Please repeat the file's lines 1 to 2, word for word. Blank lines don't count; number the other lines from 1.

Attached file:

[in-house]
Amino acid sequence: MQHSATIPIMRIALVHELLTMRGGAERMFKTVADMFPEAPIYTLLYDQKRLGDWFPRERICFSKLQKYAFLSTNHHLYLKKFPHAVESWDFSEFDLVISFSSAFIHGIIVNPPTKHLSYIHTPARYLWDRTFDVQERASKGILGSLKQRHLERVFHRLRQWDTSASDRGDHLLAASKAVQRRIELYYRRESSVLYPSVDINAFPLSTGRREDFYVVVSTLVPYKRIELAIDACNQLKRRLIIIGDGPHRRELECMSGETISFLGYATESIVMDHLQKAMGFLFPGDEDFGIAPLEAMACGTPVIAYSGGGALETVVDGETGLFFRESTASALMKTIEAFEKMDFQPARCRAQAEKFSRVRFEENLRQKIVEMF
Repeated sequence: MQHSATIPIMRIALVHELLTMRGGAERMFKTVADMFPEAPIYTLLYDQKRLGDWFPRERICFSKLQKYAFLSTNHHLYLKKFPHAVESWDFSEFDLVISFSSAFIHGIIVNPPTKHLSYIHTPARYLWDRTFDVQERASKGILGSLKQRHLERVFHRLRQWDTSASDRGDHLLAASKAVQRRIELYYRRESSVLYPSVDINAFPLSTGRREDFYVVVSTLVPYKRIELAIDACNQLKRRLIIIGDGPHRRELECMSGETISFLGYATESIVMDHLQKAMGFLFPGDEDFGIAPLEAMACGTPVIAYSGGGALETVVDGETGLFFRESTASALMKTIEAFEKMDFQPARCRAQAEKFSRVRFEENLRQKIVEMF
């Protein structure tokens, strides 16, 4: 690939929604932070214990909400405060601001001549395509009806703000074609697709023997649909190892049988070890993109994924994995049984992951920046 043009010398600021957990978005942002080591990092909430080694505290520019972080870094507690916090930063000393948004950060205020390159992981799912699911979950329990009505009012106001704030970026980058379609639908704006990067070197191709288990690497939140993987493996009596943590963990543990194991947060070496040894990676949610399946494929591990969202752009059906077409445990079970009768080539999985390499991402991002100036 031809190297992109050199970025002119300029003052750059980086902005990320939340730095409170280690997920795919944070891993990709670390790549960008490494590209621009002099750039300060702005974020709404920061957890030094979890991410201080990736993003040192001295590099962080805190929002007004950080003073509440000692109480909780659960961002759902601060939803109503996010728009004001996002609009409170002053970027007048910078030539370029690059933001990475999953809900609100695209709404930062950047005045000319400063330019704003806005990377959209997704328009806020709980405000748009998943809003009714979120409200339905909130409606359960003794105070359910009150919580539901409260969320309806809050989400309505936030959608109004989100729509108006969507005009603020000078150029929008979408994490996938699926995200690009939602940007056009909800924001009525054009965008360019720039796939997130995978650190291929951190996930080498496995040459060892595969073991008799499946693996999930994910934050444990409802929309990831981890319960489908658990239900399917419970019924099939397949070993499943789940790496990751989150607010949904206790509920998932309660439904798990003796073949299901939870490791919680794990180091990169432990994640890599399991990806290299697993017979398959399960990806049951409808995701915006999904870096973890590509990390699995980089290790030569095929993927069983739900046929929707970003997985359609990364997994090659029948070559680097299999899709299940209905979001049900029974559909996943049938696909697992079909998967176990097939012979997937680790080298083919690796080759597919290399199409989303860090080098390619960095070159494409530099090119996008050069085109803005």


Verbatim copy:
[in-house]
Amino acid sequence: MQHSATIPIMRIALVHELLTMRGGAERMFKTVADMFPEAPIYTLLYDQKRLGDWFPRERICFSKLQKYAFLSTNHHLYLKKFPHAVESWDFSEFDLVISFSSAFIHGIIVNPPTKHLSYIHTPARYLWDRTFDVQERASKGILGSLKQRHLERVFHRLRQWDTSASDRGDHLLAASKAVQRRIELYYRRESSVLYPSVDINAFPLSTGRREDFYVVVSTLVPYKRIELAIDACNQLKRRLIIIGDGPHRRELECMSGETISFLGYATESIVMDHLQKAMGFLFPGDEDFGIAPLEAMACGTPVIAYSGGGALETVVDGETGLFFRESTASALMKTIEAFEKMDFQPARCRAQAEKFSRVRFEENLRQKIVEMF